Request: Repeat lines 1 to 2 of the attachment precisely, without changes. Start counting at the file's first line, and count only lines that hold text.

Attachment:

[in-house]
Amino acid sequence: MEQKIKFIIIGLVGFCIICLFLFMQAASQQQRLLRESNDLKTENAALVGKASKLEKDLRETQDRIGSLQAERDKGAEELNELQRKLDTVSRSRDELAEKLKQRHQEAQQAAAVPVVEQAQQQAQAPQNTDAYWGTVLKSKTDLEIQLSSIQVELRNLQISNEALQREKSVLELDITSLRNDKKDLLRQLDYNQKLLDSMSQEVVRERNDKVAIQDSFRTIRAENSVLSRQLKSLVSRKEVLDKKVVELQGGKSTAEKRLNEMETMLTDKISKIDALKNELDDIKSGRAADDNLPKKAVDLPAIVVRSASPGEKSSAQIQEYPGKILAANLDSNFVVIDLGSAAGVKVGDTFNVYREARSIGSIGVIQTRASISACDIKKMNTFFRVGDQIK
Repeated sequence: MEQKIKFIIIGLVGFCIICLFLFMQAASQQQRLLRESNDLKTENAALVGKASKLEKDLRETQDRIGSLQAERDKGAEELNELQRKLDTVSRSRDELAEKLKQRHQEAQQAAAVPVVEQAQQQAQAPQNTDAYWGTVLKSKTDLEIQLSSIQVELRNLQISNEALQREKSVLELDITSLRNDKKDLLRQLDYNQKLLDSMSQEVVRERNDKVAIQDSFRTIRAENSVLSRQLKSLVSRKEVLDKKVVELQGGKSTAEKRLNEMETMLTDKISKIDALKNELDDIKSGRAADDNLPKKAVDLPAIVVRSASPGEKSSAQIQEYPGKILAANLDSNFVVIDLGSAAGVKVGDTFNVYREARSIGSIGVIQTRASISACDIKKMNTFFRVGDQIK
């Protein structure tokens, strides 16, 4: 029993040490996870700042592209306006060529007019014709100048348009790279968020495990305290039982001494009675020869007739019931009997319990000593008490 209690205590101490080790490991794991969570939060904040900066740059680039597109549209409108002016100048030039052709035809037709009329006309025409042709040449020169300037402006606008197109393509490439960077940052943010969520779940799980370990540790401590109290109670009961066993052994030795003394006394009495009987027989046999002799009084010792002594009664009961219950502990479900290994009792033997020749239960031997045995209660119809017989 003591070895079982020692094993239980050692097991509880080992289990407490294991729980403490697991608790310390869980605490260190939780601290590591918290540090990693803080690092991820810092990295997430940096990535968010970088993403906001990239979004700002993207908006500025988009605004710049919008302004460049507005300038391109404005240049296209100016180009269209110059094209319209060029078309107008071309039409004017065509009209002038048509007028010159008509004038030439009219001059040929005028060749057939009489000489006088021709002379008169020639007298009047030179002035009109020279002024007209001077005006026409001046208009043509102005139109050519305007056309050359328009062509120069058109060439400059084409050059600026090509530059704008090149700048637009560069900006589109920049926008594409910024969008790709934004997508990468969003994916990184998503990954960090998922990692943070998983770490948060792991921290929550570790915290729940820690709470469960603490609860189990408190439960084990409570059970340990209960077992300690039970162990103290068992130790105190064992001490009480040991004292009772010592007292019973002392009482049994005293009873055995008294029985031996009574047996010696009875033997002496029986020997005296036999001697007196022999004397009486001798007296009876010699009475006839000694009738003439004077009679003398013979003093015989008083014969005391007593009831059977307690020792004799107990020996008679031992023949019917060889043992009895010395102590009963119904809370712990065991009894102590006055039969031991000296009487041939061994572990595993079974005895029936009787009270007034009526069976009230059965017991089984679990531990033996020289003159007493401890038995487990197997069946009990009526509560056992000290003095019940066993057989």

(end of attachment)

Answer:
[in-house]
Amino acid sequence: MEQKIKFIIIGLVGFCIICLFLFMQAASQQQRLLRESNDLKTENAALVGKASKLEKDLRETQDRIGSLQAERDKGAEELNELQRKLDTVSRSRDELAEKLKQRHQEAQQAAAVPVVEQAQQQAQAPQNTDAYWGTVLKSKTDLEIQLSSIQVELRNLQISNEALQREKSVLELDITSLRNDKKDLLRQLDYNQKLLDSMSQEVVRERNDKVAIQDSFRTIRAENSVLSRQLKSLVSRKEVLDKKVVELQGGKSTAEKRLNEMETMLTDKISKIDALKNELDDIKSGRAADDNLPKKAVDLPAIVVRSASPGEKSSAQIQEYPGKILAANLDSNFVVIDLGSAAGVKVGDTFNVYREARSIGSIGVIQTRASISACDIKKMNTFFRVGDQIK